About Town Redondo: Swimmer pulled from water, retail marijuana tax, Pier storefront grants
Swimmer pulled from water
Report of a suicidal individual on the beach near Ruby Street in Redondo Beach Sept. 13 led to a search and eventual resucue of the person nearly one mile off shore.
Redondo Beach Harbor Patrol responded, along with L.A. County Lifeguards, who sent out a rescue diver for a below-surface search of the last known location of the subject.
Redondo Beach Police officers searched the immediate area on shore to see if the person had left the water.
A Coast Guard helicopter also participated in the search. Baywatch Del Rey first spotted the swimmer about 2 p.m. and pulled them from the water.
The individual was evaluated by Redondo Beach paramedics and taken to Little Company of Mary Hospital for further evaluation.
Tax rate for retail marijuana: 1 to 9 percent
Retail cannabis sales in Redondo Beach would be taxed at a rate of between one and nine percent, under a proposal approved by the City Council Tuesday. The proposal assumes Measure E, on the October 19 ballot, fails.
The council voted 4-0 Tuesday night to direct city staff to write a final resolution for the council to approve at a later date. Councilwoman Laura Emdee was absent.
The cannabis tax will be placed on the March 7, 2023 ballot, and require voter approval to take effect.
City consultant David McPherson of HDL Companies recommended the retail rate to fall between three percent and six percent. Lower rates would apply for related activities such as cultivation, manufacturing and distribution.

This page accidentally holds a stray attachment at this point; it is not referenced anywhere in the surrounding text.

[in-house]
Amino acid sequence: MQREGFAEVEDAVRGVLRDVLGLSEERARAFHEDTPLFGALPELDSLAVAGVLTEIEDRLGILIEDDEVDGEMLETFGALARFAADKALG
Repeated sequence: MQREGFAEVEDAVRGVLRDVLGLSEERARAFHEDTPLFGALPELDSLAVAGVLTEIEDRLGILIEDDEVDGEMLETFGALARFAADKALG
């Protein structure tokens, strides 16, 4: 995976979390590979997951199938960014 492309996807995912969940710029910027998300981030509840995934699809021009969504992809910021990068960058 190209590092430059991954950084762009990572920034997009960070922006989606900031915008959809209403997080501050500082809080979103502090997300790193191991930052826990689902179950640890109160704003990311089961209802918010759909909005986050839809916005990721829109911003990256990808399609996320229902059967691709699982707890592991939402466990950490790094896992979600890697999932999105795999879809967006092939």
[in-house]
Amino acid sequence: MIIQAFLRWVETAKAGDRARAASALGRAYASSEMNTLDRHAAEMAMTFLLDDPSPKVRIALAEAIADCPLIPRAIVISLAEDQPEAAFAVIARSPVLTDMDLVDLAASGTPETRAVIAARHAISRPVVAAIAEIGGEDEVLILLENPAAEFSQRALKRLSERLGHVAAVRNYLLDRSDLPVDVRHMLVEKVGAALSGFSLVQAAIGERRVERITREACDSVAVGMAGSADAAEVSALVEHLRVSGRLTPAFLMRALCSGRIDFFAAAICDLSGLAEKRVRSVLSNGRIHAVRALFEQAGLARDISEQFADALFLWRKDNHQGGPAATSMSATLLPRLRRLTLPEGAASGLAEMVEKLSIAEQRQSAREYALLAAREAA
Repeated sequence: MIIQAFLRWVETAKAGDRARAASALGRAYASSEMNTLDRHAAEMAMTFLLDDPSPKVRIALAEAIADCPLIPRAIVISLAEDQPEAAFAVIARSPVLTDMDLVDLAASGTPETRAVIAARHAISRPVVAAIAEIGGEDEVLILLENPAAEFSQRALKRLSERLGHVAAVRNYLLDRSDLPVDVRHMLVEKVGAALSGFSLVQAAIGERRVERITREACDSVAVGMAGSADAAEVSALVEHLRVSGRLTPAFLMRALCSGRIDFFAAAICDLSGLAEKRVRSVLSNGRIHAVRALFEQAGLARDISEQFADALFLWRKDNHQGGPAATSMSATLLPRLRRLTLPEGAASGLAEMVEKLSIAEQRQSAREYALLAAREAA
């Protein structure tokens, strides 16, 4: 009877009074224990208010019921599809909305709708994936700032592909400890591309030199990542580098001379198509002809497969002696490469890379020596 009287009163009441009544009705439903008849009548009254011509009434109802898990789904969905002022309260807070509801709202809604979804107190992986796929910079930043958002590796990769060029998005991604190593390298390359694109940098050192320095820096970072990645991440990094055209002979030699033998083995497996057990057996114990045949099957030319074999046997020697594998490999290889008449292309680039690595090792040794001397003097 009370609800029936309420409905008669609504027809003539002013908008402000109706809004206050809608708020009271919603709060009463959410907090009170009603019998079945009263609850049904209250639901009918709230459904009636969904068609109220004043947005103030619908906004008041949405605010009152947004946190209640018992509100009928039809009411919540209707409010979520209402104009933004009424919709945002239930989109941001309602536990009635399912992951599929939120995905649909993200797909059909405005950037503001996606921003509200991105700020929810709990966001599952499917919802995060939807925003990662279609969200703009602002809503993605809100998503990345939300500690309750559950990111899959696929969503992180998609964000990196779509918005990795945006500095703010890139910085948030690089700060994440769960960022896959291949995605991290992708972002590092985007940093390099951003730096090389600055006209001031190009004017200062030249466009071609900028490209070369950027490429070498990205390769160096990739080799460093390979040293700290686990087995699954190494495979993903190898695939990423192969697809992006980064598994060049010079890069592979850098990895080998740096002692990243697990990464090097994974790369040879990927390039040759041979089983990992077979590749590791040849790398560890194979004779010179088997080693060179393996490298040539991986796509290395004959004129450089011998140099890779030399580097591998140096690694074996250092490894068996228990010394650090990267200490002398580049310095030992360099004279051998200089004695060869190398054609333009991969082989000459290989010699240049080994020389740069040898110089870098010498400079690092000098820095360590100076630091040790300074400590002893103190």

The one to nine percent range would allow the city to adjust rates over time without going back to public vote. ER
$200,000 in storefront grants for International Boardwalk
The City of Redondo Beach announced a program of matching grants Tuesday night for storefront improvements on the International Boardwalk.
Funded by $200,000 from the Uplands fund, the program came out of the city’s strategic plan. Businesses are eligible to apply for 50 percent matches in three categories: $2,500, $10,000 and $50,000. The program is modeled on a previous effort on Artesia Boulevard.
“It will likely stimulate more than $200,000 in additional investment,” City Manager Mike Witzansky said.
Councilman Christian Horvath commended the effort but added, “You need a longer-term plan” for these city-owned spaces, rather than a “half a—ed, (I’m) sorry, approach.”
Witzansky countered that the program should stimulate added spending by the businesses, which ultimately leads to revenue for the city through more sales tax, which then can be further spent on the pier.
The storefront grants are part of a larger focus on the pier, including hiring a harbor maintenance manager, a new position created by the city. The city council will receive the final draft of the King Harbor Amenities plan Oct. 18.
“All of this is happening in parallel,” said Witzansky. ER